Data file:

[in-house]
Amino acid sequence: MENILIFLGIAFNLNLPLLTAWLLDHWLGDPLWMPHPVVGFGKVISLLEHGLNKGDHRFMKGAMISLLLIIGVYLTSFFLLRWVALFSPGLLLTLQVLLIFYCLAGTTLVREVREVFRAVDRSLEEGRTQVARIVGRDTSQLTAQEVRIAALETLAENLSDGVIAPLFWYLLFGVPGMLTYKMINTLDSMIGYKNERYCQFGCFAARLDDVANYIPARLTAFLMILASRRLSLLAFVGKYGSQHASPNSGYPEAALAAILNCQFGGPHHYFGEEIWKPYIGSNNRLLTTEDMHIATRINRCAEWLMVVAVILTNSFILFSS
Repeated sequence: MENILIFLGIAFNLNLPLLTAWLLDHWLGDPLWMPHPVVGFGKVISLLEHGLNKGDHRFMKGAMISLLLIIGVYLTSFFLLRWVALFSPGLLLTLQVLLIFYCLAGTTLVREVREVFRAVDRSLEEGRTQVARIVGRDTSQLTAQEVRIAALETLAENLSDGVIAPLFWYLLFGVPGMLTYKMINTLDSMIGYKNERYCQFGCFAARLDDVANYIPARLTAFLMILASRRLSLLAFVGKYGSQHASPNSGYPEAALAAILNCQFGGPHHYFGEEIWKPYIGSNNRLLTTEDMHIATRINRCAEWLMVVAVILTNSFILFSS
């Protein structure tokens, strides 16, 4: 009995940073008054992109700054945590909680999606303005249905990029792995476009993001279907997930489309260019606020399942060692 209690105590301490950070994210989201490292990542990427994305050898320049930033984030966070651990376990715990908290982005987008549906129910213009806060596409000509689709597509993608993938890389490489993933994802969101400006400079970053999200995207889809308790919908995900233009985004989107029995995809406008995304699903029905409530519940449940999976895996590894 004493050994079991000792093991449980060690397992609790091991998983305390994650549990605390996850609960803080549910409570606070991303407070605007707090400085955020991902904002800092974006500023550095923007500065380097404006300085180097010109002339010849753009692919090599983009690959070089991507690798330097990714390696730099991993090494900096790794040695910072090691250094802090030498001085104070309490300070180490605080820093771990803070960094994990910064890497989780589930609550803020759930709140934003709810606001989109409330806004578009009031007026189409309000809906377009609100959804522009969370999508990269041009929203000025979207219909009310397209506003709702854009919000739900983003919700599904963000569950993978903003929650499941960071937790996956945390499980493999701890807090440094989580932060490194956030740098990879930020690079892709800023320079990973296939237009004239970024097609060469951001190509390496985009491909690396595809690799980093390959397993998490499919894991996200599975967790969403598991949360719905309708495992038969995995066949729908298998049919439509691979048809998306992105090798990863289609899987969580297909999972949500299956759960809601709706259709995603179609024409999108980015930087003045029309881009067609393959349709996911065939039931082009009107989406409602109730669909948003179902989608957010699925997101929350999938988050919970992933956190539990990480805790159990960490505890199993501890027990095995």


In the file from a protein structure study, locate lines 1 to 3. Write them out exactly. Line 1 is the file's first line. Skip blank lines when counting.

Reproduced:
[in-house]
Amino acid sequence: MENILIFLGIAFNLNLPLLTAWLLDHWLGDPLWMPHPVVGFGKVISLLEHGLNKGDHRFMKGAMISLLLIIGVYLTSFFLLRWVALFSPGLLLTLQVLLIFYCLAGTTLVREVREVFRAVDRSLEEGRTQVARIVGRDTSQLTAQEVRIAALETLAENLSDGVIAPLFWYLLFGVPGMLTYKMINTLDSMIGYKNERYCQFGCFAARLDDVANYIPARLTAFLMILASRRLSLLAFVGKYGSQHASPNSGYPEAALAAILNCQFGGPHHYFGEEIWKPYIGSNNRLLTTEDMHIATRINRCAEWLMVVAVILTNSFILFSS
Repeated sequence: MENILIFLGIAFNLNLPLLTAWLLDHWLGDPLWMPHPVVGFGKVISLLEHGLNKGDHRFMKGAMISLLLIIGVYLTSFFLLRWVALFSPGLLLTLQVLLIFYCLAGTTLVREVREVFRAVDRSLEEGRTQVARIVGRDTSQLTAQEVRIAALETLAENLSDGVIAPLFWYLLFGVPGMLTYKMINTLDSMIGYKNERYCQFGCFAARLDDVANYIPARLTAFLMILASRRLSLLAFVGKYGSQHASPNSGYPEAALAAILNCQFGGPHHYFGEEIWKPYIGSNNRLLTTEDMHIATRINRCAEWLMVVAVILTNSFILFSS